Sunday, October 18, 2015


Hey everyone! In this post I am going to be tackling the difference between the author and the author function.

In Critical Theory, we've been looking at Michel Foucault's article What Is An Author? which addresses the concept of authorship and how/why it exists.

When it is put into simple terms, it is quite easy to understand the difference between author and author function. The author is the living, breathing human being that writes. (We are speaking of the author in the present tense, however the author may be dead. Or alive. Or they might not exist yet. See, this is where it gets a bit complicated...)

This is a picture of the author J.K. Rowling, the very talented woman who wrote the Harry Potter series. The idea for Harry Potter came to her while she was stuck on a train and she started writing the prolific story on a napkin because it was all she had at the moment.

Now, author function is a tad bit more complicated to explain. While the author is/was a real person, the author function is a concept that perseveres long after the author is dead and gone. In other words, the author function in the context of this example with J.K. Rowling is anything that makes up the body of her work. So, the seven Harry Potter books that she penned, minor yet related works (i.e. books that exist in the HP universe that she wrote and released in real life like Fantastic Beasts and Where to Find Them and The Tales of Beedle the Bard), those horrific crime novels she wrote under a pseudonym (and for good reason).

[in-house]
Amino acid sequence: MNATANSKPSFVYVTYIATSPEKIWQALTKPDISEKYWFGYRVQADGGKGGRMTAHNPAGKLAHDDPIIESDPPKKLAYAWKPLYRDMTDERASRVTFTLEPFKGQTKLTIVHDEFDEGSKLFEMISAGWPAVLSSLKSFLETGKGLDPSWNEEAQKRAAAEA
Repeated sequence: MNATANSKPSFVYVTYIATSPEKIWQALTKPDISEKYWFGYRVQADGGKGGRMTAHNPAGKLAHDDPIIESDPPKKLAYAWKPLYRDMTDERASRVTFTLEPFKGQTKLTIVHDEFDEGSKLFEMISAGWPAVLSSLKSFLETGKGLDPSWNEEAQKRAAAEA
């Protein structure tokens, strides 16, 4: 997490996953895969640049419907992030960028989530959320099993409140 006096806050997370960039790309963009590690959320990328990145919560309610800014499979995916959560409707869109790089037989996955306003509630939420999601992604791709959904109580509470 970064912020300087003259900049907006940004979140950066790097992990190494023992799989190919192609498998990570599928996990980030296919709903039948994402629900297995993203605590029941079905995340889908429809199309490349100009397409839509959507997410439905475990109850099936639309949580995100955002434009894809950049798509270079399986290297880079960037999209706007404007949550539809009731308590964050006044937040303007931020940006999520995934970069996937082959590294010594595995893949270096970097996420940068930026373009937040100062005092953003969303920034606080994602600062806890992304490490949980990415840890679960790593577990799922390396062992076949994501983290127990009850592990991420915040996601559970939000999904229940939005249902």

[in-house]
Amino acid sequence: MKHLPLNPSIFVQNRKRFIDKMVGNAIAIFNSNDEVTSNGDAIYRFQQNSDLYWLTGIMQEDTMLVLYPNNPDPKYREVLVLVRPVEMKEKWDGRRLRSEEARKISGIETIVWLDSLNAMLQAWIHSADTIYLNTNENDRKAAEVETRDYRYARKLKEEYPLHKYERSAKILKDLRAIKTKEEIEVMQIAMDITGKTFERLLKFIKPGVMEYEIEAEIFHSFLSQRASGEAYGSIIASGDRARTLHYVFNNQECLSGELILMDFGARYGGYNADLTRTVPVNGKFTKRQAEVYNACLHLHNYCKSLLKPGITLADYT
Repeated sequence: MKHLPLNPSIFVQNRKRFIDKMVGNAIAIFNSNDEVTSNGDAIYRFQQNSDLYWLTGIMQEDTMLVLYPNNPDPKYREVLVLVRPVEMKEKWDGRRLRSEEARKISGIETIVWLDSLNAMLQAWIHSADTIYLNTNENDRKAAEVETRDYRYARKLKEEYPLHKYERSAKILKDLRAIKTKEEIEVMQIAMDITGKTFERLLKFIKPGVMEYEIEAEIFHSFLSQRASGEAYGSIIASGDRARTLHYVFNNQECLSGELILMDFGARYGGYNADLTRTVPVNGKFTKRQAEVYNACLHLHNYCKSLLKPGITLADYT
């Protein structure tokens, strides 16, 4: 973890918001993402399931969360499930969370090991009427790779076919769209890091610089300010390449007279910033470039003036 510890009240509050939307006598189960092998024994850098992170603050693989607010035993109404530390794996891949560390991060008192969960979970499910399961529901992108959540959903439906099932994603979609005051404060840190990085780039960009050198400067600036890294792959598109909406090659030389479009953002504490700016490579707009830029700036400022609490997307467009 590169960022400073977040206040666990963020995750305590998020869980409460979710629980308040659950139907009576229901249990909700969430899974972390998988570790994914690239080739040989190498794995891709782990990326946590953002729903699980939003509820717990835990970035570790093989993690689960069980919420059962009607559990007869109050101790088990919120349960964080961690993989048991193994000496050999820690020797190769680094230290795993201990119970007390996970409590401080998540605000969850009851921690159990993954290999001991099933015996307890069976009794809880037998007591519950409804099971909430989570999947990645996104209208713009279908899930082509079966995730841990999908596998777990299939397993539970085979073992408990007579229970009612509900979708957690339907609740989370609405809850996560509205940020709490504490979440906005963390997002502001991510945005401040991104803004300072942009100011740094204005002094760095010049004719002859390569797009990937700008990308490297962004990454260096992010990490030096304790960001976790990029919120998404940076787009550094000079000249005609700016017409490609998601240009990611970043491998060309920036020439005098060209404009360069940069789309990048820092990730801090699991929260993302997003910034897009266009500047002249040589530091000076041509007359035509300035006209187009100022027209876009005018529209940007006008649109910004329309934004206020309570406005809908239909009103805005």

More often than not, when someone is referring to Rowling they are referring to the author function and not the author. Perhaps if they are speaking of her personal life or her childhood, the person is referring to the author. However, usually when someone refers to Rowling (or any other author really...this example isn't limited to just rowling) they are using her proper name in a more generalized way, as if to say that Rowling is her work. As Foucault suggests, the text creates the author and not the other way around. So perhaps it is appropriate to refer to the author in relation to the works that they have created, as their authorship would be non-existent without the creation and preservation of their works.

J.K. Rowling is defined by her famous series and her legacy will live on through the books she has written. When she is long gone, Harry and his friends will continue to brighten the lives of those who embark on the journey of delving into his magical world.

until next time,

1 comment:

  1. I think this set you up well for the more in-depth paper on Foucault, which you did SUCH a great job on!


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